Friday, January 2, 2009

Flavored Oils

Now that Christmas is over, I can write about one of the things I did.

I got this idea that it would be cool to make some flavored olive oils and give them to some of my cookin' friends as Christmas gifts. I did a bit of research and found some cool flavor combinations, and I settled on three: Cinnamon and nutmeg, Italian seasonings, and Chili and onions.

I had a very difficult time finding bottles for the whole adventure. I wanted the ones that have the little metal spouts. The ones I found had a hard time gripping once the bottle neck got oily. But I eventually discovered that once you've poured in the oil, if you dry of the inside of the neck really thoroughly with a paper towel, the rubber in the stoppers sticks again. So, I was good to go. I got the bottles at a dollar store, so I the biggest expense really was the oil.


Those that got them for Christmas are probably reading this.

I mean... I spent hundreds of dollars each on those antique hand-crafted crystal masterpieces. And I grew the olives myself and pressed the oil in my back yard. Yeah, that's the ticket...

I made three sets of the three oils, so that I could give one to John, of Mormon Foodie fame, one to my sister (who gave me the sourdough start I mentioned last time), and keep one for myself. I started off with the cinnamon one. I simply put about 2 teaspoons of nutmeg in the bottom of the bottle, and then dropped in a couple of sticks of cinnamon bark. Then I poured in the oil. Finally, I wiped dry the inside of the neck and put on the cap. It was that simple.

For the italian style oil, I got some sprigs of fresh herbs (basil, thyme, and oregano), and then bruised them up a little bit. I'd read that allows for more infusion of flavor. I put them into the bottle. I sliced up a couple of cloves of fresh garlic for each bottle, and put in some dried tomatoes. Then those got filled up with oil, cleaned and capped.

The chili one was also very easy to make. I'd bought some thin red chilis (dried) in the mexican section of the supermarket. I also sliced up some pearl onions and added those in. Then, in went the oil.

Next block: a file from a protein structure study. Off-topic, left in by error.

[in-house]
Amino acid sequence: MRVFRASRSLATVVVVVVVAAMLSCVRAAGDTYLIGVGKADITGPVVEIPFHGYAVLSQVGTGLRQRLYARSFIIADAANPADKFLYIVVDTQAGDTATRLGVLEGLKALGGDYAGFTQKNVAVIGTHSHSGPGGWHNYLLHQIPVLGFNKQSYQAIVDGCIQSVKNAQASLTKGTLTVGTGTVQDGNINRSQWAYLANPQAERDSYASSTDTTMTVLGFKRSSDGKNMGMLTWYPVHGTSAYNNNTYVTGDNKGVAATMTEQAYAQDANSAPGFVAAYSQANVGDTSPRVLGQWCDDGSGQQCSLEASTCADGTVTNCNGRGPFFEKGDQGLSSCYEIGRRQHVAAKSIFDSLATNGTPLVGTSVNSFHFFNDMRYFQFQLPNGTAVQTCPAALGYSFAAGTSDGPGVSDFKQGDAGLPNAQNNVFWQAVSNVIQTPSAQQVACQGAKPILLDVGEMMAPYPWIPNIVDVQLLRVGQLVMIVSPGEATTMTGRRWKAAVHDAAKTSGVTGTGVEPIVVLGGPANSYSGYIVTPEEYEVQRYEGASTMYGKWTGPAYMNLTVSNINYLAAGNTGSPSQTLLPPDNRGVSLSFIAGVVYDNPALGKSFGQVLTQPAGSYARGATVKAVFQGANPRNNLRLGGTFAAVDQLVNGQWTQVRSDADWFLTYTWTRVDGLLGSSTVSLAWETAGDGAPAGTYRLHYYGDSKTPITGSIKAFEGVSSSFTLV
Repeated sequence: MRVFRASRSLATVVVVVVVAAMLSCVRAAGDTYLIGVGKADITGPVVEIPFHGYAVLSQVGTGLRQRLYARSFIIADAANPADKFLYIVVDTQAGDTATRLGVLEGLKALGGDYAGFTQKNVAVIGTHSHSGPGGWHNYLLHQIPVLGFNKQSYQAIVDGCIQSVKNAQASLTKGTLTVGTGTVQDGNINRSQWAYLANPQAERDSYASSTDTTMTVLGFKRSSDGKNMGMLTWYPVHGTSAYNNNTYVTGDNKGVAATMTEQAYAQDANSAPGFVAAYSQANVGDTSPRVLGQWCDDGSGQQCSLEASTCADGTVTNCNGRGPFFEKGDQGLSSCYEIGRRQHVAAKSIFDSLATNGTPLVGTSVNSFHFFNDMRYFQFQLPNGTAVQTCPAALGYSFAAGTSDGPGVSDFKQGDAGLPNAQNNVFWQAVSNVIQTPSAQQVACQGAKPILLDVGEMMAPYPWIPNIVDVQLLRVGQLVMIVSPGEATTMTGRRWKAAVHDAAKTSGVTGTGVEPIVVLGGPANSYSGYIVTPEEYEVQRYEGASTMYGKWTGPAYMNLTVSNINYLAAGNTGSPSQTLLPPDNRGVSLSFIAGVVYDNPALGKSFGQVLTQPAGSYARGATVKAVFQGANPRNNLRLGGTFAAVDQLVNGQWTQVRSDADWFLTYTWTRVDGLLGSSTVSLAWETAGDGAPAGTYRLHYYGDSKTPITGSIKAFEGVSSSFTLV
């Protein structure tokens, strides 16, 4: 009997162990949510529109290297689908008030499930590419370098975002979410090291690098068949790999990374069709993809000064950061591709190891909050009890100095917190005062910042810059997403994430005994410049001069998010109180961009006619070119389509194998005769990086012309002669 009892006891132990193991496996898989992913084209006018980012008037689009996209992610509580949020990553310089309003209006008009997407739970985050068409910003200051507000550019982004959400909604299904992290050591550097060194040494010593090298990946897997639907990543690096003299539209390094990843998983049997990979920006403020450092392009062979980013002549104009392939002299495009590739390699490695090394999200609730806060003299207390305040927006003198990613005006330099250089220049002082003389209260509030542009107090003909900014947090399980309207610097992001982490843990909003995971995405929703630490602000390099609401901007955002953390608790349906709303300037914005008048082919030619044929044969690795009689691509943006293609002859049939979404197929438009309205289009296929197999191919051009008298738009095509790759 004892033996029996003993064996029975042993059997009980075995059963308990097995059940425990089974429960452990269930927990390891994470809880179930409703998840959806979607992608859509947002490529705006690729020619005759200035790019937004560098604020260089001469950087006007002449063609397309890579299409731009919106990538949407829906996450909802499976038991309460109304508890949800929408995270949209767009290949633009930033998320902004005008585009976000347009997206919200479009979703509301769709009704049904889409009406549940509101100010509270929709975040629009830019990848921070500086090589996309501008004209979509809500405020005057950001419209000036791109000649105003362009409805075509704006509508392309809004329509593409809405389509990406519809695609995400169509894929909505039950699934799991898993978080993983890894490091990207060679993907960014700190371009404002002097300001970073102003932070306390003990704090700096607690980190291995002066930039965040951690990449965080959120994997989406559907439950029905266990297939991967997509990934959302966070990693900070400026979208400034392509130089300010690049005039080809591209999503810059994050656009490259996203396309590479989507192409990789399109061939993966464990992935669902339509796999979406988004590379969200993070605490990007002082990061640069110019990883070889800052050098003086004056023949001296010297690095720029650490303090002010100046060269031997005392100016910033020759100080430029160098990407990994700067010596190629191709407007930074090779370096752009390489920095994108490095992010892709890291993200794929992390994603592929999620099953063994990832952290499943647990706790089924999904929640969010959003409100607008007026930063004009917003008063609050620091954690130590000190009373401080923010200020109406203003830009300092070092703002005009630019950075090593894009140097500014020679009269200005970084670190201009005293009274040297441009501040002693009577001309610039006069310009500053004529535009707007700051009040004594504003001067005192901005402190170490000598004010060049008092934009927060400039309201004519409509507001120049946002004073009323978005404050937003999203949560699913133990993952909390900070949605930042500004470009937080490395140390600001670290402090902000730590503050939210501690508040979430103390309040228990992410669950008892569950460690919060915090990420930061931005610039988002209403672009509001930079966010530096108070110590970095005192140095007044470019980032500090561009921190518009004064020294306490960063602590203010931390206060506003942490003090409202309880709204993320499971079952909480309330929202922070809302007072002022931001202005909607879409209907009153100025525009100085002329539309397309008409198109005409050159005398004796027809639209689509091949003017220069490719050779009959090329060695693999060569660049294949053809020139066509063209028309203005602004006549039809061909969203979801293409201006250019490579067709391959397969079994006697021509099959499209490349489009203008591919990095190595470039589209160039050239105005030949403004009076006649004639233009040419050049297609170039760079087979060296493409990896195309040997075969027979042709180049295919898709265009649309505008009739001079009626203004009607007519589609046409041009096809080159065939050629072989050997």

I'd read that you want to wait at least three weeks for the flavors to infuse before you use the oils. I made them the week before Christmas, so that means at least one more week before using them. I may go longer, though. It was a lot of fun to make! And I think they looked really classy, even if they were dollar store bottles. I mean--priceless antiques...


  1. I'm sure the recipients loved them no matter the cost. :)

  2. Having received these oils (thanks, Mark) and used them, I can attest that they are quite tasty. I used the Italian one to spice up a pasta sauce, the chili-onion oil to cook quesadias, and the cinnamon-nutmeg oil to top popcorn (that one was interesting).

  3. Glad you liked them! Popcorn is not one use I had thought of!

  4. Mark,
    Do be careful. Botulism toxin can be produced by the spore in anerobic environments, such as, under oil. A better idea for your flavored oils is to warm the oils to infuse the flavors then strain out the vegetable material and use just the oil. Check with your Ag extension office about this. Flavored vinegars with the flavorings still in it is no problem as the Botulism won't grow in the acid.
    Ran across your blog as I just picked up a DO to feed my "No Knead Bread" habit. I used DO's long ago in the Scouts and have fond memories. The frontier left PA long ago but for you folks west of the Mississippi R, it's just like yesterday. Be well, have fun. Brian Patterson



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